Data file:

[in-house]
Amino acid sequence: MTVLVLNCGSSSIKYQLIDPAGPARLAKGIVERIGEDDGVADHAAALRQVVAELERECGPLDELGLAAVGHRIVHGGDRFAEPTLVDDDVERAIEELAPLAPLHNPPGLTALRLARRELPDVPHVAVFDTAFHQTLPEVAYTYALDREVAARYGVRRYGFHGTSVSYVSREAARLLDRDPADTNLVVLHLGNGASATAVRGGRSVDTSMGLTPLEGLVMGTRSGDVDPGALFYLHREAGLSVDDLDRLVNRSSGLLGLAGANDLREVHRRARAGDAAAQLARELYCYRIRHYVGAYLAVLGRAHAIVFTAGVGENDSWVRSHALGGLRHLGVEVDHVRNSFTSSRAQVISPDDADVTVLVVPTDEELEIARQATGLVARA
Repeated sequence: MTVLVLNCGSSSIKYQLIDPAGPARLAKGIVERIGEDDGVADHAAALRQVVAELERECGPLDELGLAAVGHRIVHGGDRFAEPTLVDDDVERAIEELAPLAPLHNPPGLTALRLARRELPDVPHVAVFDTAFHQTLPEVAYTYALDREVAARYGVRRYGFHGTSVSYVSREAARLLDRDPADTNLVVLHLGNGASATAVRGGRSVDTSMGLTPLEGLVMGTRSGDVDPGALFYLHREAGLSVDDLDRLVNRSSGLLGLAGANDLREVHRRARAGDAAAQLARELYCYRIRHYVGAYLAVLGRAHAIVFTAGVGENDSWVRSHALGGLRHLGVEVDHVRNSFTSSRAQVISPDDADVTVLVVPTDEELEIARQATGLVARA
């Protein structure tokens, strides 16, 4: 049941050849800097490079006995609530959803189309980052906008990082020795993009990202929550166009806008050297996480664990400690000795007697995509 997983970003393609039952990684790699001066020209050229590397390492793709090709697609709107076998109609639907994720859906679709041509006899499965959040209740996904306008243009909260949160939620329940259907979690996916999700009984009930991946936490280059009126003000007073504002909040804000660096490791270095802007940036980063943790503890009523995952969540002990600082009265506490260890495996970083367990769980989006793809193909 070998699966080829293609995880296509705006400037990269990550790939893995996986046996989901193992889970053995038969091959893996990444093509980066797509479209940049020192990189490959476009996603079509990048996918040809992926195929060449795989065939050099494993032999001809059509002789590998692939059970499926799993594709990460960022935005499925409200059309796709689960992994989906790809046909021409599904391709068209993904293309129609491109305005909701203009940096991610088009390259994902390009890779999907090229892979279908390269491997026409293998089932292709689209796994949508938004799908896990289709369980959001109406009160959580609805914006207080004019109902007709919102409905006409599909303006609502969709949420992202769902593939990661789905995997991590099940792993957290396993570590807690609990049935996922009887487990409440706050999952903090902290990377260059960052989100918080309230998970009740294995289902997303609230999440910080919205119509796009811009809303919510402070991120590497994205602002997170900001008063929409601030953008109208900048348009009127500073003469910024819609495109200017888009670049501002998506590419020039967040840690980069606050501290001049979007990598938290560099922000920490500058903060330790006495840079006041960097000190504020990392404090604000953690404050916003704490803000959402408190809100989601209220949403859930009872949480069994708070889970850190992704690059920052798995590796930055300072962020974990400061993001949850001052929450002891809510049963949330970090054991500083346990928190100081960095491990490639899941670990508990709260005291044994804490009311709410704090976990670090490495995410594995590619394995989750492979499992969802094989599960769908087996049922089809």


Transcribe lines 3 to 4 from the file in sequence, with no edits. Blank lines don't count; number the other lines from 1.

Repeated sequence: MTVLVLNCGSSSIKYQLIDPAGPARLAKGIVERIGEDDGVADHAAALRQVVAELERECGPLDELGLAAVGHRIVHGGDRFAEPTLVDDDVERAIEELAPLAPLHNPPGLTALRLARRELPDVPHVAVFDTAFHQTLPEVAYTYALDREVAARYGVRRYGFHGTSVSYVSREAARLLDRDPADTNLVVLHLGNGASATAVRGGRSVDTSMGLTPLEGLVMGTRSGDVDPGALFYLHREAGLSVDDLDRLVNRSSGLLGLAGANDLREVHRRARAGDAAAQLARELYCYRIRHYVGAYLAVLGRAHAIVFTAGVGENDSWVRSHALGGLRHLGVEVDHVRNSFTSSRAQVISPDDADVTVLVVPTDEELEIARQATGLVARA
């Protein structure tokens, strides 16, 4: 049941050849800097490079006995609530959803189309980052906008990082020795993009990202929550166009806008050297996480664990400690000795007697995509 997983970003393609039952990684790699001066020209050229590397390492793709090709697609709107076998109609639907994720859906679709041509006899499965959040209740996904306008243009909260949160939620329940259907979690996916999700009984009930991946936490280059009126003000007073504002909040804000660096490791270095802007940036980063943790503890009523995952969540002990600082009265506490260890495996970083367990769980989006793809193909 070998699966080829293609995880296509705006400037990269990550790939893995996986046996989901193992889970053995038969091959893996990444093509980066797509479209940049020192990189490959476009996603079509990048996918040809992926195929060449795989065939050099494993032999001809059509002789590998692939059970499926799993594709990460960022935005499925409200059309796709689960992994989906790809046909021409599904391709068209993904293309129609491109305005909701203009940096991610088009390259994902390009890779999907090229892979279908390269491997026409293998089932292709689209796994949508938004799908896990289709369980959001109406009160959580609805914006207080004019109902007709919102409905006409599909303006609502969709949420992202769902593939990661789905995997991590099940792993957290396993570590807690609990049935996922009887487990409440706050999952903090902290990377260059960052989100918080309230998970009740294995289902997303609230999440910080919205119509796009811009809303919510402070991120590497994205602002997170900001008063929409601030953008109208900048348009009127500073003469910024819609495109200017888009670049501002998506590419020039967040840690980069606050501290001049979007990598938290560099922000920490500058903060330790006495840079006041960097000190504020990392404090604000953690404050916003704490803000959402408190809100989601209220949403859930009872949480069994708070889970850190992704690059920052798995590796930055300072962020974990400061993001949850001052929450002891809510049963949330970090054991500083346990928190100081960095491990490639899941670990508990709260005291044994804490009311709410704090976990670090490495995410594995590619394995989750492979499992969802094989599960769908087996049922089809």